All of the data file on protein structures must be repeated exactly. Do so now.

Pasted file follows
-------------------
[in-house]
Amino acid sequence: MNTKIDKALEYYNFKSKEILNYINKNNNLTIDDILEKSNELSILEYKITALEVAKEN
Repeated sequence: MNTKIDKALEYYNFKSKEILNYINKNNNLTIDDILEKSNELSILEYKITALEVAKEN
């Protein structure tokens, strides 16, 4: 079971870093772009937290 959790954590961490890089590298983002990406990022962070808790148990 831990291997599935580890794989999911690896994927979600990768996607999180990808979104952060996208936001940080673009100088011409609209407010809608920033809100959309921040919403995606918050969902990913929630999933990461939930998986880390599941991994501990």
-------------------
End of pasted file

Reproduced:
[in-house]
Amino acid sequence: MNTKIDKALEYYNFKSKEILNYINKNNNLTIDDILEKSNELSILEYKITALEVAKEN
Repeated sequence: MNTKIDKALEYYNFKSKEILNYINKNNNLTIDDILEKSNELSILEYKITALEVAKEN
């Protein structure tokens, strides 16, 4: 079971870093772009937290 959790954590961490890089590298983002990406990022962070808790148990 831990291997599935580890794989999911690896994927979600990768996607999180990808979104952060996208936001940080673009100088011409609209407010809608920033809100959309921040919403995606918050969902990913929630999933990461939930998986880390599941991994501990």